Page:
Whitfield defined what he believed to be the crux of homosexuality. He said that he understood that a man can love a man and a woman can love a woman. "I think that's honest and it should be respected but it should not be taken out of its category. Whitfield said excitably, "It's called friendship!" It's the same relationship, he said, that David and Jonathan had in the Old Testament. "The Bible says 'and Jonathan loved David'; they were tight," Rev. Whitfield said. When same-gender relationships becomes sexual, he continued, the individuals are acting in a way that self-served their own lusts and curiosity.
Apart from same-sex marriage, Whitfield has taken a moderate stance on other social issues. With respect to abortion, he said he was pro-life but understood that there were extenuating circumstances that may lead a person to make a choice that is not popular. "Each case should be judged on its own merit," he reasoned. "It would be very difficult to tell a rape victim (female) to keep the baby."
When Rev. Caldwell is not pounding the paper with his thoughts and insights on gay rights, he spends time with his two sons and only grandchild, Ashley, whom he has enjoyed living nearby. He is the patriarch of a family with roots planted in the ministry. "I call myself a cradle Methodist," said Caldwell about being a member of ecclesiastic progeny. His father, G. Haven Caldwell, Sr., was a Methodist preacher. His maternal grandfather, James Asa Brown, was also a Methodist preacher from South Carolina.
Caldwell, a native of Greensboro, N.C., grew up the only boy out of four children in the segregated South. He described his family as conservative but not rigid. They did not drink and frowned upon divorce. During his era, homosexuality was not discussed. He recalled that on his father's side, there was a distant cousin who was a lesbian. But the family did not really talk about it. In his nuclear family, the topic has been discussed and Caldwell's wife and sons share his liberal stance.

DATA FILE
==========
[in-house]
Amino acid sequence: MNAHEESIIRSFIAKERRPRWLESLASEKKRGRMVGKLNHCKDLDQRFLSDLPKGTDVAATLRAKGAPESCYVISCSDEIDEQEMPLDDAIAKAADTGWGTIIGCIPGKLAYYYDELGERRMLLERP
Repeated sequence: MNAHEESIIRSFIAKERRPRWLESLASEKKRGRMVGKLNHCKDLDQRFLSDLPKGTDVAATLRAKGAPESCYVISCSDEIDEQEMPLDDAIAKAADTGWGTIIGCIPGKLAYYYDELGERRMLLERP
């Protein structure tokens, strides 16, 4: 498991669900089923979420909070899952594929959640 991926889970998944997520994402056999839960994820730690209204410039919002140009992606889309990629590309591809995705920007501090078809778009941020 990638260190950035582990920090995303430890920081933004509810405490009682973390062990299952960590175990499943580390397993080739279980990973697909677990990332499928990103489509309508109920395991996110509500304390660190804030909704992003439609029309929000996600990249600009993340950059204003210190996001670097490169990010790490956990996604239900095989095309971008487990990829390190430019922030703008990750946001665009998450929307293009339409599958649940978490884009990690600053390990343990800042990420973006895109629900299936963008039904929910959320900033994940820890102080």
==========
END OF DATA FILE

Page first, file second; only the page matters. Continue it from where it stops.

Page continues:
The retired minister was not always a vocal advocate for gay rights. A turning point for his view about gay rights occurred around 1977 when author, activist, and white Episcopal priest Malcolm Boyd revealed that he was gay. Caldwell had been an ardent reader and admirer of Boyd's work, especially his book, "Are You Running With Me, Jesus?" Boyd's revelation made Caldwell think about his own views with respect to gay rights. Caldwell had to ask himself some essential questions: "Do you burn his books? Do you claim you never 'knew' the man, just because of this revelation? Of course not."
As an activist for civil rights, Caldwell has been arrested four times in acts of civil disobedience. The two recent arrests took place in 2000 at the meeting of the General Conference of The United Methodist Church held in Cleveland. Caldwell and others protested UMC's stance against gay marriage. "Marriage is a civil right that ought not be confused with marriage as a religious act," Caldwell wrote to Rangel. "My clergy colleagues who do not support same gender marriage do not have to conduct them!" In 2008, the United Methodist Church reaffirmed that marriage was to be defined only between a man and a woman. The next year, the denomination's Judicial Council ruled that no Methodist clergy could marry same-sex couples. Over his 45 years as a Methodist minister, Caldwell was never asked to marry a gay couple.
After his arrests in 2000, Caldwell and Marilyn Bennett, a white, lesbian author and activist, developed the Truth in Progress, a multi-media project focused on race, sexual orientation, and religion. The project pays homage to historic events and people of the civil rights and gay rights movements. Caldwell also co-founded United Methodists of Color for a Fully Inclusive Church, an extension of Reconciling Ministries Network. The organization's mission is for the full inclusion of gay, lesbian, bisexual, and transgender persons into church and society.
Although on different sides of the contentious gay marriage issue, Caldwell and Whitfield both lent their support to President Obama in November.
The election is behind us and President Obama in the White House for another four more years. But the issue of same-sex marriage lives on. It is a matter of church versus state, both reverends contend.